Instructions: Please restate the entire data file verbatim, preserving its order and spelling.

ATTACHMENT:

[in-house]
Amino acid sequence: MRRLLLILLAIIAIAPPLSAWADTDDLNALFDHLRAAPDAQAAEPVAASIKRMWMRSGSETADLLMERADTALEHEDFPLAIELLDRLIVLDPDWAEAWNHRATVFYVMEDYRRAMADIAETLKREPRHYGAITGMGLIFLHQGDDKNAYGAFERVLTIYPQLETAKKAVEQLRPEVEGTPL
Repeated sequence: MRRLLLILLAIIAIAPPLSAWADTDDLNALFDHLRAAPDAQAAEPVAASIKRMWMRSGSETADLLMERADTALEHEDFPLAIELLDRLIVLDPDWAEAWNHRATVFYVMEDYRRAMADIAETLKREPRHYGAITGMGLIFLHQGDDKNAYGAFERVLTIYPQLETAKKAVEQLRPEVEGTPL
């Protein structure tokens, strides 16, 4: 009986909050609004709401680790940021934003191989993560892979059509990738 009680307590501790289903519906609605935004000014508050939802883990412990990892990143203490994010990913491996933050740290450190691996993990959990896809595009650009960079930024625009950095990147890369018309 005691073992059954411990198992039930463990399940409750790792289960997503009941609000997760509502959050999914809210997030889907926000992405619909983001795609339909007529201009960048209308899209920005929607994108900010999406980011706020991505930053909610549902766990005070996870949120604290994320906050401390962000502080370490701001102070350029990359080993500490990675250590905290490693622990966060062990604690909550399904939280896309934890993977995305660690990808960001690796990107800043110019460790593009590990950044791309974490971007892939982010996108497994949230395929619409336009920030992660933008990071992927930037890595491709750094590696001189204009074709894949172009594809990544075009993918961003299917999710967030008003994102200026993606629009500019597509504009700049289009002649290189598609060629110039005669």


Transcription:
[in-house]
Amino acid sequence: MRRLLLILLAIIAIAPPLSAWADTDDLNALFDHLRAAPDAQAAEPVAASIKRMWMRSGSETADLLMERADTALEHEDFPLAIELLDRLIVLDPDWAEAWNHRATVFYVMEDYRRAMADIAETLKREPRHYGAITGMGLIFLHQGDDKNAYGAFERVLTIYPQLETAKKAVEQLRPEVEGTPL
Repeated sequence: MRRLLLILLAIIAIAPPLSAWADTDDLNALFDHLRAAPDAQAAEPVAASIKRMWMRSGSETADLLMERADTALEHEDFPLAIELLDRLIVLDPDWAEAWNHRATVFYVMEDYRRAMADIAETLKREPRHYGAITGMGLIFLHQGDDKNAYGAFERVLTIYPQLETAKKAVEQLRPEVEGTPL
């Protein structure tokens, strides 16, 4: 009986909050609004709401680790940021934003191989993560892979059509990738 009680307590501790289903519906609605935004000014508050939802883990412990990892990143203490994010990913491996933050740290450190691996993990959990896809595009650009960079930024625009950095990147890369018309 005691073992059954411990198992039930463990399940409750790792289960997503009941609000997760509502959050999914809210997030889907926000992405619909983001795609339909007529201009960048209308899209920005929607994108900010999406980011706020991505930053909610549902766990005070996870949120604290994320906050401390962000502080370490701001102070350029990359080993500490990675250590905290490693622990966060062990604690909550399904939280896309934890993977995305660690990808960001690796990107800043110019460790593009590990950044791309974490971007892939982010996108497994949230395929619409336009920030992660933008990071992927930037890595491709750094590696001189204009074709894949172009594809990544075009993918961003299917999710967030008003994102200026993606629009500019597509504009700049289009002649290189598609060629110039005669």